Churchill’s private life and public schedule were tended by several men, including assistant personal secretary John Colville, who kept a famous diary throughout the war that has proved invaluable to gaggles of later researchers. Larson presents news details on Colville’s personal romantic turmoil during the time, and the secretary’s longing to get into military action and fly for the RAF.
Although circumstances seemed propitious on the German side, Larson brings in the viewpoint of Wing Commander Adolph Galland, who recognized that “the British had several major advantages that he and his fellow pilots could do nothing to neutralize. Not only did the RAF fly and fight over friendly territory, which ensured that surviving pilots would fight again; its pilots also fought with the existential brio of men who believed they were battling a far larger air force with nothing less than Britain’s survival at stake.”
Yet the Germans started with a technological edge that ought to have been telling. The Luftwaffe had discovered how to use long-range intersecting navigational radio beams to guide bombers to their targets, something the Brits didn’t even think was possible. Larson goes into interesting detail on the “Battle of the Beams” portion of the Battle of Britain, and the diverting tale of how 28-year-old British scientist Reginal V. Jones, a deputy in the intelligence branch of the Air Ministry, figured out what the Germans were up to.
But radar, radio countermeasures, and brave RAF pilots could only do so much. The Nazis bombed and bombed. The autumn and winter brought the worst of it, with raids on London beginning September 7. A huge swath of the city of Coventry was destroyed on the night of November 14, 1940, a full moon evening. The destruction was so great that Allied forces later sometimes estimated bombing damage in Europe in units of “Conventries.” Larson mines the accounts of the people who experienced the onslaught firsthand.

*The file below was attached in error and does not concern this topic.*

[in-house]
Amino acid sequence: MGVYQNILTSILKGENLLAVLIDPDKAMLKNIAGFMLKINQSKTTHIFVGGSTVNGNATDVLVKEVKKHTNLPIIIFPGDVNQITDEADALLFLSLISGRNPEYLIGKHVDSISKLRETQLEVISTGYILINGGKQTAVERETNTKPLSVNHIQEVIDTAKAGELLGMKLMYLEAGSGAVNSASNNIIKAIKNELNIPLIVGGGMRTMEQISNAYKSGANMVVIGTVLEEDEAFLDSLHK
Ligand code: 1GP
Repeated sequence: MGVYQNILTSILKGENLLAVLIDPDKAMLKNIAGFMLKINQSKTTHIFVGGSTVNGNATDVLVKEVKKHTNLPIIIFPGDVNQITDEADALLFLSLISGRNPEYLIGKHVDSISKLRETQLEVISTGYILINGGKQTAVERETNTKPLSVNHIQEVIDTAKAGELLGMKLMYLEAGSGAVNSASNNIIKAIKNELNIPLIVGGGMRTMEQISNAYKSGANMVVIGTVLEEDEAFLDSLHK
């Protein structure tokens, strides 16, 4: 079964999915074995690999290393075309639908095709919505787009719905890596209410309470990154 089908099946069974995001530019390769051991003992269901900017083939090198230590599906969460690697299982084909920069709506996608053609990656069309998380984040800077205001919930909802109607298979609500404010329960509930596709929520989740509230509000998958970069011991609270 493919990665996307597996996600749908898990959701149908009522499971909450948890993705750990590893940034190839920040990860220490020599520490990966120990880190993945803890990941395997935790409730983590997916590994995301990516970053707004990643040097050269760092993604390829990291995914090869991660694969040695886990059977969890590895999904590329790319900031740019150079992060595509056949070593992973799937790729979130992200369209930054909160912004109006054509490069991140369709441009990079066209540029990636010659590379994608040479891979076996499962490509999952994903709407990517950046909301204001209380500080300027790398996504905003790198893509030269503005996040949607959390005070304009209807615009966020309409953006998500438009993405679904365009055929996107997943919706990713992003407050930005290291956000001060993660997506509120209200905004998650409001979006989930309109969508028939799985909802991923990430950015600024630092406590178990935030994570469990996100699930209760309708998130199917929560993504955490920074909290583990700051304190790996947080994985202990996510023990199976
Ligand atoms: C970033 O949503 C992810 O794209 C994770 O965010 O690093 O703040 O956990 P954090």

. . . it was a night of first experiences and sensations. The smell of cordite after a detonation. The sound of glass being swept into piles. London resident Phyllis Warner, a teacher in her thirties who kept a detailed journal of life during the war, heard the sound of a bomb falling for the first time, ‘an appalling shriek like a train whistle growing nearer and nearer, and then a sickening crash reverberating through the earth.’ As if it would do any good, she put her pillow over her head. Writer Cowles recalled ‘the deep roar of falling masonry like the thunder of breakers against the shore.’ The worst sound, she said, was the low, droning noise made by the masses of aircraft, which reminded her of a dentist’s drill.
People began to develop entirely rational fears of being buried alive.
Wrote novelist Rose Macaulay, on Monday, September 23: ‘I am getting a burying-phobia, result of having seen so many houses and blocks of flats reduced to piles of ruins from which people can’t be extracted in time to live, and feel I would rather sleep in the street, but know I mustn’t do this.’
Meanwhile, those at the Churchill residences soldiered on. By December 1940, Pam Churchill had figured out that husband Randolph was a gambling addict and womanizer. During the sea voyage with his unit to Egypt, Randolph racked up the equivalent of $350,000 in gambling debts, of which he and Pam could pay precisely nothing—the Churchills were never particularly wealthy.
Once in Cairo, Randolph began a dalliance with socialite Momo Marriott, the wife of a British general. Pamela suspected something was going on, but being saddled with the impossible gambling debt was reason enough to separate. The marriage was effectively over by 1941.
Pamela Churchill was no wilting violet. In spring 1941, she had a fervent affair with American railway fortune scion Averell Harriman, Harry Hopkins’ man in London, and overseer of the British end of the Lend-Lease Program. The Churchills, whose dismay at their son’s antics was deep and ongoing, were understanding of this. When Harriman left for Russia, the affair ended, but the two married many years later when both were widowed.